Drug War Chronicle attempted to contact the Montana Caregivers Network, but the phone number listed on its web site is not a working number and the group has yet to respond to email inquiries.

"There are also a handful of folks who have created dispensaries that are similarly ridiculous in image," Daubert continued. "There are people with no business experience, sometimes with non-drug felony records opening dispensaries near schools, putting flowering plants on the porch, and just generally pushing the margins. And just as pseudo-activist ganja-preneurial craziness has taken on a life of its own, so has the backlash."

"The law needs to be fixed," said Daubert. "Even the folks who advocated for it and helped write it, we're in agreement with law enforcement on what needs to be done."

While Daubert agreed with the governor, law enforcement, and members of the legislature on the need for a legislative fix, Higgins didn't. While there is a need to suitably regulate medical marijuana storefronts, that should be a municipal issue, said Higgins, arguing that the Montana Medical Marijuana Act is working. "I think our system is fine," he said. "It's not broken and doesn't need to be fixed. All you have to do is follow the letter of the law. That's what I do."

But not everyone follows his example, he said. "There are people more willing to operate in grey areas, and there are a lot of caregiver to caregiver transfers and people who grow as wholesalers. That's not legal unless all those storefronts are their patients," Higgins explained. "The only people we can buy from are our patients. If I have a patient growing his own six plants, he can only possess one ounce of dried usable medicine, so as soon as he harvests, he's over the limit. As his caregiver, I can buy an ounce back from him. That's what we do."

A legislative interim committee is in the process of discovering how much consensus there is for legislation on the issue, Daubert said. A full Health Committee meeting is set for June 28 to discuss various proposals, and if there is consensus, committee staff could spend the summer drafting a bill for the committee to review in the fall.

For Daubert, Colorado is a model for how to regulate medical marijuana. "Why not do what Colorado has just done?" he asked. "At a minimum, I see two main thrusts: One would be tightening up the doctor recommendations to require a physical exam and diagnosis and/or a review of medical records. The doctor will have to be physically present in Montana. And it's likely there will be language prohibiting any kind of financial connection between doctors and caregivers," he said.

"The other thrust will be toward much more oversight and record-keeping and auditing and inspection of licensed products," Daubert said. "I'm advocating for recordkeeping that documents a closed-loop system, so we can document there is no diversion rather than arguing about it. Thanks to people being crazy and doing things like smoking openly, there is this mythology that there is a lot of diversion going on. This would address that."

If the legislature is going to act, said Higgins, there are some issues of patient-friendliness it should address. "If I wanted to expand my business and service the whole state, there is no way I could physically do that, so I would have to hire couriers," explained. "But there is nothing in Montana law that says that's legal. Also, they need to clarify on edibles. I don't provide them to my patients because it's a grey area," he said. "But we do give them recipes."

But from the look of it, helping the medical marijuana business thrive doesn't look to be high on lawmakers' agenda. The medical marijuana community is going to have to organize and fight to protect its interests, and if it can't find a way to police itself, lawmakers are going to be only too happy to take on the task.

"It's a shame," said Daubert. "We've been working on a careful strategy to use medical to get toward legalization. It was working until medical blew up in our faces."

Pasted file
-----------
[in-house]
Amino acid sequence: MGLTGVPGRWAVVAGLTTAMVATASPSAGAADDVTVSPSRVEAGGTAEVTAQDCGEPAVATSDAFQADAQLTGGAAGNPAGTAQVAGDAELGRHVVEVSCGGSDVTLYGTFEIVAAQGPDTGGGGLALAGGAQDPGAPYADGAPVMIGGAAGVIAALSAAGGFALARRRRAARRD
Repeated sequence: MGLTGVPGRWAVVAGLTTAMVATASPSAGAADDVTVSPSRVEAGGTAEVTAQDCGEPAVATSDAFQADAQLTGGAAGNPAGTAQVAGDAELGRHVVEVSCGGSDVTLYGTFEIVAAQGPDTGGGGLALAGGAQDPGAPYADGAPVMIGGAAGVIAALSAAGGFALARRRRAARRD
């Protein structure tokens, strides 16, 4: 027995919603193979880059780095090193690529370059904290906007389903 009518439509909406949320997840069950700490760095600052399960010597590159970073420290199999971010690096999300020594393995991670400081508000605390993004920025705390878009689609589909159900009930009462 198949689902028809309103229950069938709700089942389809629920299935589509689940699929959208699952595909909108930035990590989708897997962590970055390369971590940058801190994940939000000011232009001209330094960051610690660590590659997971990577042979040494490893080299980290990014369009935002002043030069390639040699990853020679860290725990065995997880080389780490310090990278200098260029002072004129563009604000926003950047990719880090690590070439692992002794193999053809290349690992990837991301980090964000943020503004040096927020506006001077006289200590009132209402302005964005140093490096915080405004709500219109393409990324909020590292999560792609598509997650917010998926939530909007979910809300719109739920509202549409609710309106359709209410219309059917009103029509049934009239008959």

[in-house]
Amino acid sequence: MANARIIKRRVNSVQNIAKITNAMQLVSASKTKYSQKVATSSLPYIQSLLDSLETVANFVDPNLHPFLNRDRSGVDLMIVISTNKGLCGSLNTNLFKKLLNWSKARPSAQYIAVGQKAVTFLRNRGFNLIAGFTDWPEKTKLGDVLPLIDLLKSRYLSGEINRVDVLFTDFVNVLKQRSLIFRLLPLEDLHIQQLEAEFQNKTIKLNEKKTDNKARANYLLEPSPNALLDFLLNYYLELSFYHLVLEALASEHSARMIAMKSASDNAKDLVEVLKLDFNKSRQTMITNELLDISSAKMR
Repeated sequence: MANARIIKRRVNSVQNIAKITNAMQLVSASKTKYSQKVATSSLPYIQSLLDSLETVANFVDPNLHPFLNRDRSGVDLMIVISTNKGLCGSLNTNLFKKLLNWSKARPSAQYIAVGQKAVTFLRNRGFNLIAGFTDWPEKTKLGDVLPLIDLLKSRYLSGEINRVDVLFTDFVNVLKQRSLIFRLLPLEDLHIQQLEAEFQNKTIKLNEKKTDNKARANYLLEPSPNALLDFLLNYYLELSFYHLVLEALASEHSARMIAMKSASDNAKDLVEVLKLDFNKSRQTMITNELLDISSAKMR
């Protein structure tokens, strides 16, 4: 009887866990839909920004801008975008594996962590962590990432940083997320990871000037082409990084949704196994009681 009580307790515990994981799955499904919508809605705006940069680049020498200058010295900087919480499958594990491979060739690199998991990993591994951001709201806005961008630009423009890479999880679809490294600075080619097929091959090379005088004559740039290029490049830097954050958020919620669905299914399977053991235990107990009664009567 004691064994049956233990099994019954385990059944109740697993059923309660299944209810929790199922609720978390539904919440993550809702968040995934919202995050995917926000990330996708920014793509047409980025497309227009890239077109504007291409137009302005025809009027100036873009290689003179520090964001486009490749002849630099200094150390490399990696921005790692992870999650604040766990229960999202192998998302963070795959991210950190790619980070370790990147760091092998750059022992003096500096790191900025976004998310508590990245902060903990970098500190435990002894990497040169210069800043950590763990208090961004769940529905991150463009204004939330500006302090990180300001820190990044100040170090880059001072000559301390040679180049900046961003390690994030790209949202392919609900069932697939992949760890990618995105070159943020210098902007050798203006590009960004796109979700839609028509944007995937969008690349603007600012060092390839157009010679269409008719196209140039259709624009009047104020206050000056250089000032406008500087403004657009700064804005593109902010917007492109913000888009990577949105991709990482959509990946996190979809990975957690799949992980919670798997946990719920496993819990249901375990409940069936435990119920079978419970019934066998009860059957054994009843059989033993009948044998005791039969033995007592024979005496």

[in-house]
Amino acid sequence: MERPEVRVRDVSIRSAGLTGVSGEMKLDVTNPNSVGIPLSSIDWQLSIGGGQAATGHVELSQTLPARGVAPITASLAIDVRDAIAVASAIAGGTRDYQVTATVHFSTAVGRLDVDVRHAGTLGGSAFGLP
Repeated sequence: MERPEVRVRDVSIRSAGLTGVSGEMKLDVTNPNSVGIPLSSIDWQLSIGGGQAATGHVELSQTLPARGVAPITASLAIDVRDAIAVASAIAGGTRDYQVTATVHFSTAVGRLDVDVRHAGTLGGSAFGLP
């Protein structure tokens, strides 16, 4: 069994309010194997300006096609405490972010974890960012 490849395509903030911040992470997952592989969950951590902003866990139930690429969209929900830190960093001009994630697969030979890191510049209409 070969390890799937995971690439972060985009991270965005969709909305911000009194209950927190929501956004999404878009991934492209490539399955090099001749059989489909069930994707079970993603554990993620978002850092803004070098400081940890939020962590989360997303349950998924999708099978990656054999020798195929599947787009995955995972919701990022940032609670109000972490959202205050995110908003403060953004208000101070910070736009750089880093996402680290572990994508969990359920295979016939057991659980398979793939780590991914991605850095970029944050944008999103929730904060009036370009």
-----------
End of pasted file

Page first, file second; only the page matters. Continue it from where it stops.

Sentencing: South Carolina Governor Signs Reform Bill, Will End Mandatory Minimums for Some Drug Offenses

South Carolina Gov. Mark Sanford (R) Wednesday signed into law a sentencing reform package that includes ending mandatory minimum sentences for some drug offenses. The bill, SB 1154 was based on the recommendations of the South Carolina Sentencing Reform Commission, empanelled by the governor in a bid to slow the growth of corrections spending in the state.

"A number of structural problems with our prison and parole system have prevented Corrections from making improvements that would both discourage recidivism and save taxpayer resources in the process," Sanford said in a signing statement. "This bill accomplishes many of those goals. It's designed not only to make our corrections process even more lean and effective and thereby save taxpayers millions -- but also to reduce overall crime and consequently improve the quality of life we enjoy as South Carolinians."

While South Carolina can brag about how cheaply it can imprison people -- it spends the second lowest amount per inmate in the country -- its prison budgets have soared along with its inmate population since the 1980s. In 1983, South Carolina spent $64 million to keep 9,200 people behind bars; this year, it will spend $394 million to imprison 25,000 people.

The bill attempts to change that trajectory through a number of measures. It ends mandatory minimum sentences for first-time drug possession offenders and allows the possibility of probation or parole for certain second and third offenders. It also removes the sentencing disparity between crack and powder cocaine possession.

It also allows more prisoners to get into work release programs in the final three years of their sentences and mandates six months of reentry supervision for nonviolent offenders. The bill allows for home detention for third time driving-with-a-suspended-license offenders and for route-restricted drivers on first and second convictions.

It isn't all sweetness and light. The bill shifts the status of two dozen crimes, including sex offenses against children, from nonviolent to violent, meaning inmates convicted of those offenses will have to serve at least 85% of their time before being paroled. It also increases penalties for habitual driving-while-suspended offenders who kill or gravely injure someone.

Still, the bill should have a real impact on the system, especially given that drug offenders are the biggest category of offenders in prison in South Carolina, followed in order by burglars, bad check writers, and people driving on a suspended license. Officials estimate the measure will save the state $409 million over the next five years.